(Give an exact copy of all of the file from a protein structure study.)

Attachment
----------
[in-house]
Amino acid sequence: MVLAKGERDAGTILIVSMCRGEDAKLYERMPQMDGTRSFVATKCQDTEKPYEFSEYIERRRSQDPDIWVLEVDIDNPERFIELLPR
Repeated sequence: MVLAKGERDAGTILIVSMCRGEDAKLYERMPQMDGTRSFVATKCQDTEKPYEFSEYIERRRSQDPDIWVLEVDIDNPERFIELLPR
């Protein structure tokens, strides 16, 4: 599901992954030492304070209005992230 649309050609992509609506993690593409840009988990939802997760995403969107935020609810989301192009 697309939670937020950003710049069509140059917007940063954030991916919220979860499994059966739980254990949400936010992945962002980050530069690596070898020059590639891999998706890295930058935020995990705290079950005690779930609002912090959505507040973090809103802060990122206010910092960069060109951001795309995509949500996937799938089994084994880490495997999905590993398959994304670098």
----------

[in-house]
Amino acid sequence: MVLAKGERDAGTILIVSMCRGEDAKLYERMPQMDGTRSFVATKCQDTEKPYEFSEYIERRRSQDPDIWVLEVDIDNPERFIELLPR
Repeated sequence: MVLAKGERDAGTILIVSMCRGEDAKLYERMPQMDGTRSFVATKCQDTEKPYEFSEYIERRRSQDPDIWVLEVDIDNPERFIELLPR
């Protein structure tokens, strides 16, 4: 599901992954030492304070209005992230 649309050609992509609506993690593409840009988990939802997760995403969107935020609810989301192009 697309939670937020950003710049069509140059917007940063954030991916919220979860499994059966739980254990949400936010992945962002980050530069690596070898020059590639891999998706890295930058935020995990705290079950005690779930609002912090959505507040973090809103802060990122206010910092960069060109951001795309995509949500996937799938089994084994880490495997999905590993398959994304670098």